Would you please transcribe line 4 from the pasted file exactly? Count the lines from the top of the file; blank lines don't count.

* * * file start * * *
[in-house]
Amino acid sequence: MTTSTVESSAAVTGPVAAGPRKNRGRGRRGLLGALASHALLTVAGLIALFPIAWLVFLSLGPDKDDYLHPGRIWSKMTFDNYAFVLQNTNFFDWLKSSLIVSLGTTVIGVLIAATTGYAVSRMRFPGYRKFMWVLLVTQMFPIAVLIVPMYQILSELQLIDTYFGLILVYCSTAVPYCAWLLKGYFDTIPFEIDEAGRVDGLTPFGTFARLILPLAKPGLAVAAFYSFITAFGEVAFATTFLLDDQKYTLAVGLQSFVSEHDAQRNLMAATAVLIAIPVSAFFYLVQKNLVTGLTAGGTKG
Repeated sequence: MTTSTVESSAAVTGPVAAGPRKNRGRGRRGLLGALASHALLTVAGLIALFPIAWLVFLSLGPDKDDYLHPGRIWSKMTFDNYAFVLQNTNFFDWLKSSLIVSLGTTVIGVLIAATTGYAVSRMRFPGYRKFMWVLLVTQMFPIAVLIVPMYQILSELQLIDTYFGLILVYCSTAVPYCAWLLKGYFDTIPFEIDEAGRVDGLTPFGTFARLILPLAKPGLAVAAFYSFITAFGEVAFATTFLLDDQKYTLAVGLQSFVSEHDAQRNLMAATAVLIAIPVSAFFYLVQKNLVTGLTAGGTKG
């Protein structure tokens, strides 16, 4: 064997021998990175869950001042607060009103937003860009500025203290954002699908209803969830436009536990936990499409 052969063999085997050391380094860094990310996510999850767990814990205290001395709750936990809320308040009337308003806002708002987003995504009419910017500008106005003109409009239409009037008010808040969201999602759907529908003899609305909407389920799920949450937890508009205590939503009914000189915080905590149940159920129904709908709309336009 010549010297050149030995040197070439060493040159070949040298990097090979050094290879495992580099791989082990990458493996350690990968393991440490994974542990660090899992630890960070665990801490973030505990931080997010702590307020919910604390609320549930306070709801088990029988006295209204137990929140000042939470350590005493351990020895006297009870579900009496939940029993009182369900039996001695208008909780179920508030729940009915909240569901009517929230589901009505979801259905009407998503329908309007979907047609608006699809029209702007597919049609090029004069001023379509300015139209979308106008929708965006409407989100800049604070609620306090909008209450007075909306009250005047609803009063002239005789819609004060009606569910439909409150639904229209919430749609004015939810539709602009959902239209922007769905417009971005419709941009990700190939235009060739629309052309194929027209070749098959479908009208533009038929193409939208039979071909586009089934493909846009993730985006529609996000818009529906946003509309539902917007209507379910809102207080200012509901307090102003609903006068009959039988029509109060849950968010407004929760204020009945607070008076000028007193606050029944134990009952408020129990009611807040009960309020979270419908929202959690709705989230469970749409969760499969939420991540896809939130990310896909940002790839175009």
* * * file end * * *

């Protein structure tokens, strides 16, 4: 064997021998990175869950001042607060009103937003860009500025203290954002699908209803969830436009536990936990499409 052969063999085997050391380094860094990310996510999850767990814990205290001395709750936990809320308040009337308003806002708002987003995504009419910017500008106005003109409009239409009037008010808040969201999602759907529908003899609305909407389920799920949450937890508009205590939503009914000189915080905590149940159920129904709908709309336009 010549010297050149030995040197070439060493040159070949040298990097090979050094290879495992580099791989082990990458493996350690990968393991440490994974542990660090899992630890960070665990801490973030505990931080997010702590307020919910604390609320549930306070709801088990029988006295209204137990929140000042939470350590005493351990020895006297009870579900009496939940029993009182369900039996001695208008909780179920508030729940009915909240569901009517929230589901009505979801259905009407998503329908309007979907047609608006699809029209702007597919049609090029004069001023379509300015139209979308106008929708965006409407989100800049604070609620306090909008209450007075909306009250005047609803009063002239005789819609004060009606569910439909409150639904229209919430749609004015939810539709602009959902239209922007769905417009971005419709941009990700190939235009060739629309052309194929027209070749098959479908009208533009038929193409939208039979071909586009089934493909846009993730985006529609996000818009529906946003509309539902917007209507379910809102207080200012509901307090102003609903006068009959039988029509109060849950968010407004929760204020009945607070008076000028007193606050029944134990009952408020129990009611807040009960309020979270419908929202959690709705989230469970749409969760499969939420991540896809939130990310896909940002790839175009």